08/25/2010 10:39AM

Tollett playing small ball this meet


AUBURN, Wash. – Bill Tollett arrived at Longacres in 1964, shortly after fellow Texan Lyndon Johnson took up residence in the White House. In the ensuing 46 years, he has saddled more than 1,000 winners up and down the West Coast and trained dozens of stakes victors, none better than Harmony Creek, who finished third in the 1989 Longacres Mile as a 3-year-old.

But after a hot start to the current Emerald Downs meeting, Tollett has had a rather quiet summer. His winning percentage, 22.2 entering the week, ranks third among trainers with at least 50 starters, but without a stakes-caliber runner, he’s a distant 23rd on the earnings list.

He’ll send out two starters in Friday’s feature race, a $10,000 claimer for older horses at 6 1/2 furlongs. A victory would give him 17 for the season. Not bad, but Tollett saddled four stakes winners during his best Emerald season in 2006 and would like to get back there. Grinding it out is tough.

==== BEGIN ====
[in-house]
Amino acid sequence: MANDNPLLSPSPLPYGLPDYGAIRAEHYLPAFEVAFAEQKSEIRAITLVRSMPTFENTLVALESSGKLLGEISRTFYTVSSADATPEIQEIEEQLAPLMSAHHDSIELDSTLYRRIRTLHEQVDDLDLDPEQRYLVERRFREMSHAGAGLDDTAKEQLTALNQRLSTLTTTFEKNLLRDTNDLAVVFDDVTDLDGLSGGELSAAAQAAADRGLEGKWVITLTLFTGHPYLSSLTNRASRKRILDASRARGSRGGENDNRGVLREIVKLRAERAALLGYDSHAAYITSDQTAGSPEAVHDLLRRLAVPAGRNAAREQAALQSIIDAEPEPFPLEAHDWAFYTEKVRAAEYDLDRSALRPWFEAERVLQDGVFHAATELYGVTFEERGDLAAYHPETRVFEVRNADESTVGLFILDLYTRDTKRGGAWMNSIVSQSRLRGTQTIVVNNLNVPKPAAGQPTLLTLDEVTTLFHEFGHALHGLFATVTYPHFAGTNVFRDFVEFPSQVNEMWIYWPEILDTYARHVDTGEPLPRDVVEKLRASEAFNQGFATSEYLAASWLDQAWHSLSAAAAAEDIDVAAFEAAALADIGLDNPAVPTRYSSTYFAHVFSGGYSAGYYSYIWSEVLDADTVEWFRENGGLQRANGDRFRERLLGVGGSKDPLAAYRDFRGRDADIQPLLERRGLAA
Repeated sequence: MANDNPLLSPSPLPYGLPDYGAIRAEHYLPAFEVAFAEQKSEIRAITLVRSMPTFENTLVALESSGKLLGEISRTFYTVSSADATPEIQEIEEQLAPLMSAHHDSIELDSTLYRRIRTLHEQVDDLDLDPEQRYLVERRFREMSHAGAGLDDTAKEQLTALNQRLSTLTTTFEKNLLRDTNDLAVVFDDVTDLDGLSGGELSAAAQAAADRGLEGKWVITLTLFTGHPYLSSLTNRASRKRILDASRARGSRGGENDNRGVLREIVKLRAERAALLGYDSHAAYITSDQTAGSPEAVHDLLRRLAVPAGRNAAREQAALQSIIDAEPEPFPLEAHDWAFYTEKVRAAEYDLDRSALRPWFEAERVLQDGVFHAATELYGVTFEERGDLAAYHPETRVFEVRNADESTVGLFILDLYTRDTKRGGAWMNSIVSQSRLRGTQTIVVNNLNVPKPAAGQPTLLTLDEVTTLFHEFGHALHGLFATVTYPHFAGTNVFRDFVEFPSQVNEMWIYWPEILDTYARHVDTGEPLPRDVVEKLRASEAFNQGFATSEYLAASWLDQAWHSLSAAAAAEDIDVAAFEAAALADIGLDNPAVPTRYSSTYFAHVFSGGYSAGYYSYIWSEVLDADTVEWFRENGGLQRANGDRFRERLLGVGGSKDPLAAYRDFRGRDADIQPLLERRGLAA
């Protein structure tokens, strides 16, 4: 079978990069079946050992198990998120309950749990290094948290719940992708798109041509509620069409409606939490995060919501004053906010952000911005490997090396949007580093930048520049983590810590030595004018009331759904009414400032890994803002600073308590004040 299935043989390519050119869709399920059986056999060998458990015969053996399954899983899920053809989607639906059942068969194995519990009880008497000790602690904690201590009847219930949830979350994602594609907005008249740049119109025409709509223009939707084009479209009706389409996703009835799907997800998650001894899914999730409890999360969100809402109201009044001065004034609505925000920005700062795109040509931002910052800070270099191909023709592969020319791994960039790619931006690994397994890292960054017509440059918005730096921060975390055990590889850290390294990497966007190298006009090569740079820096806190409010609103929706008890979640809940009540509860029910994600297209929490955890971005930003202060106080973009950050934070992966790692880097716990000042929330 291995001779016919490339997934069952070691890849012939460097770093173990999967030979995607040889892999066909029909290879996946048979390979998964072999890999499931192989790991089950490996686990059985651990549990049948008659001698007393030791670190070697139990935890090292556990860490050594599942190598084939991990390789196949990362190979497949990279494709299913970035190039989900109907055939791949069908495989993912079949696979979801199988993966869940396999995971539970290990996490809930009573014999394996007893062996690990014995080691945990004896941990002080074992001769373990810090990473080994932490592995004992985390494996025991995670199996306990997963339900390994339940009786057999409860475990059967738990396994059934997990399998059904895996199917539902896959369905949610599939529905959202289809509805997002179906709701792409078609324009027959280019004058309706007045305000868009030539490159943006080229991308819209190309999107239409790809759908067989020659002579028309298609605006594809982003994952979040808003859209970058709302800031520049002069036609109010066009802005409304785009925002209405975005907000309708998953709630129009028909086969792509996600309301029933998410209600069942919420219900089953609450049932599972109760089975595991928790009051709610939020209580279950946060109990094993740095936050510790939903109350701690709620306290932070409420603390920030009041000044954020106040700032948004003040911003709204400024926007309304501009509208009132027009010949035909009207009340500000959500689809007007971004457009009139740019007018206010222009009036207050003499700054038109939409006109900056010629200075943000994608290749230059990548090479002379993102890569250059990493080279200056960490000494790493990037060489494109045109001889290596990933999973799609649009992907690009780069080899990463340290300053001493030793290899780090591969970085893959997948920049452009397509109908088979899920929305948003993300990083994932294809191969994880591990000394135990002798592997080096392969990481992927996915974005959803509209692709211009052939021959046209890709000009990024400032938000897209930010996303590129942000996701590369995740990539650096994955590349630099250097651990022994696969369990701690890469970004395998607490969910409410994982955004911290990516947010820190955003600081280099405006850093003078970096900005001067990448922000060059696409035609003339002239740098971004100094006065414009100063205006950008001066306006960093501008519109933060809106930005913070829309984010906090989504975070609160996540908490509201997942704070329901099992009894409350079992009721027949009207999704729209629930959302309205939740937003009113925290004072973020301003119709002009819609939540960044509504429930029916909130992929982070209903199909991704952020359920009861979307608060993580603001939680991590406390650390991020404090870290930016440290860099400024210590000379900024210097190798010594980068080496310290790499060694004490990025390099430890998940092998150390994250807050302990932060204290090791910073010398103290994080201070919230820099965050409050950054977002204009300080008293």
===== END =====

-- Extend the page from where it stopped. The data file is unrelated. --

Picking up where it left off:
“It’s not a lot of fun, you know?” he said. “I’ve been doing this a long time, and normally we have one or two who are nice horses. The majority of my clients are working people and it’s hard to afford the better ones, but we do what we can with the ones we’ve got.”

Tollett has 12 horses in training. His operation is mostly a family affair – son David is his assistant, grandson Trey rubs horses, and grandson Nicholas gallops them. Team Tollett began the meeting on fire, winning with eight of its first 13 starters. Including Tollett’s 4-for-8 record at Portland Meadows, he kicked off the year on a 12-for-21 heater.

“Normally, we don’t bear down so hard on horses to begin with,” he said. “But the purses were so small this year, we really had to crack on every horse we ran. Unfortunately, we had three or four who won their first start and got injured.”

Tollett was born in San Antonio, worked on ranches as a young man and bought his first racehorse, a Quarter Horse, in his early 20s. He had found his life’s work.

“We didn’t have parimutuel betting, so we just matched ‘em up and went from there,” he said. “The next thing I know, I’m up here running horses. It’s almost hard for me to say, but I’m 77 years old now. Where in the world did the years go?”